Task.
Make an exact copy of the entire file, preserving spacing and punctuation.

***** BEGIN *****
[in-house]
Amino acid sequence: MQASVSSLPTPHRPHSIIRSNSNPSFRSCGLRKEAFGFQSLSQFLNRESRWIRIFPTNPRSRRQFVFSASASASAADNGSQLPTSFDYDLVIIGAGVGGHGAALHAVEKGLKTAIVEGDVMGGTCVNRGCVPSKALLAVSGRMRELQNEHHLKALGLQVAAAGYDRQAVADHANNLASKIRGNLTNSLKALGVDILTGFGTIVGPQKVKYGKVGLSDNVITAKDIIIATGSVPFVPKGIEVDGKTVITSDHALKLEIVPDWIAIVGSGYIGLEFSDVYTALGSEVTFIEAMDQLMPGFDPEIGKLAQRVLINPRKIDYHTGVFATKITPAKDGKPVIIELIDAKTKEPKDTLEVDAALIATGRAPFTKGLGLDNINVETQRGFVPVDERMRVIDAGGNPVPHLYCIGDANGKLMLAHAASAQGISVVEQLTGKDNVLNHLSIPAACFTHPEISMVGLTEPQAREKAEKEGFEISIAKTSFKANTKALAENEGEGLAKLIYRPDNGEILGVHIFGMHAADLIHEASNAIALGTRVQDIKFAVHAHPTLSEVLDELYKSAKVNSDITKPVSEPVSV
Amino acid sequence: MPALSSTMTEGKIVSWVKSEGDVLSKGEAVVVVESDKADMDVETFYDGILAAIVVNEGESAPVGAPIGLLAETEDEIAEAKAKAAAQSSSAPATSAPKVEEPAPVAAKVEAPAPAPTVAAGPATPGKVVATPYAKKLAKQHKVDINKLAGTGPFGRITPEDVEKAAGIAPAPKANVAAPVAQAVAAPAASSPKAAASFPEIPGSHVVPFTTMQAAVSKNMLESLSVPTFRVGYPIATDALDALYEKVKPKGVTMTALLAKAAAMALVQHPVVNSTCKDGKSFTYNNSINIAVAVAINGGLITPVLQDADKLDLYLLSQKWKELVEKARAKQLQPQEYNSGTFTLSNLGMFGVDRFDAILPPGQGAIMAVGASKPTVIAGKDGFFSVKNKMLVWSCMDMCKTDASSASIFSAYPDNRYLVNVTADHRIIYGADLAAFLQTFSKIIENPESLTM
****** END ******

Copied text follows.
[in-house]
Amino acid sequence: MQASVSSLPTPHRPHSIIRSNSNPSFRSCGLRKEAFGFQSLSQFLNRESRWIRIFPTNPRSRRQFVFSASASASAADNGSQLPTSFDYDLVIIGAGVGGHGAALHAVEKGLKTAIVEGDVMGGTCVNRGCVPSKALLAVSGRMRELQNEHHLKALGLQVAAAGYDRQAVADHANNLASKIRGNLTNSLKALGVDILTGFGTIVGPQKVKYGKVGLSDNVITAKDIIIATGSVPFVPKGIEVDGKTVITSDHALKLEIVPDWIAIVGSGYIGLEFSDVYTALGSEVTFIEAMDQLMPGFDPEIGKLAQRVLINPRKIDYHTGVFATKITPAKDGKPVIIELIDAKTKEPKDTLEVDAALIATGRAPFTKGLGLDNINVETQRGFVPVDERMRVIDAGGNPVPHLYCIGDANGKLMLAHAASAQGISVVEQLTGKDNVLNHLSIPAACFTHPEISMVGLTEPQAREKAEKEGFEISIAKTSFKANTKALAENEGEGLAKLIYRPDNGEILGVHIFGMHAADLIHEASNAIALGTRVQDIKFAVHAHPTLSEVLDELYKSAKVNSDITKPVSEPVSV
Amino acid sequence: MPALSSTMTEGKIVSWVKSEGDVLSKGEAVVVVESDKADMDVETFYDGILAAIVVNEGESAPVGAPIGLLAETEDEIAEAKAKAAAQSSSAPATSAPKVEEPAPVAAKVEAPAPAPTVAAGPATPGKVVATPYAKKLAKQHKVDINKLAGTGPFGRITPEDVEKAAGIAPAPKANVAAPVAQAVAAPAASSPKAAASFPEIPGSHVVPFTTMQAAVSKNMLESLSVPTFRVGYPIATDALDALYEKVKPKGVTMTALLAKAAAMALVQHPVVNSTCKDGKSFTYNNSINIAVAVAINGGLITPVLQDADKLDLYLLSQKWKELVEKARAKQLQPQEYNSGTFTLSNLGMFGVDRFDAILPPGQGAIMAVGASKPTVIAGKDGFFSVKNKMLVWSCMDMCKTDASSASIFSAYPDNRYLVNVTADHRIIYGADLAAFLQTFSKIIENPESLTM